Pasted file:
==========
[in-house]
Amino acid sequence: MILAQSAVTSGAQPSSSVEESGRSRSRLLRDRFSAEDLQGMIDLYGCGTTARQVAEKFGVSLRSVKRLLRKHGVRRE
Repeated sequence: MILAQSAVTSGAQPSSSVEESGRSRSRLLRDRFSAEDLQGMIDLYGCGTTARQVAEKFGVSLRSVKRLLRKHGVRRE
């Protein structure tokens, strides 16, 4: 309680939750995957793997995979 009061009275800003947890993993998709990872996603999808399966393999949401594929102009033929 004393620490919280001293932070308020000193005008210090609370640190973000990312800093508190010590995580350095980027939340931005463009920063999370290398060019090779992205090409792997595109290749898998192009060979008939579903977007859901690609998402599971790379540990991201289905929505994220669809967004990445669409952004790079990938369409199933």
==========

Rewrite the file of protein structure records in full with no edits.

[in-house]
Amino acid sequence: MILAQSAVTSGAQPSSSVEESGRSRSRLLRDRFSAEDLQGMIDLYGCGTTARQVAEKFGVSLRSVKRLLRKHGVRRE
Repeated sequence: MILAQSAVTSGAQPSSSVEESGRSRSRLLRDRFSAEDLQGMIDLYGCGTTARQVAEKFGVSLRSVKRLLRKHGVRRE
């Protein structure tokens, strides 16, 4: 309680939750995957793997995979 009061009275800003947890993993998709990872996603999808399966393999949401594929102009033929 004393620490919280001293932070308020000193005008210090609370640190973000990312800093508190010590995580350095980027939340931005463009920063999370290398060019090779992205090409792997595109290749898998192009060979008939579903977007859901690609998402599971790379540990991201289905929505994220669809967004990445669409952004790079990938369409199933």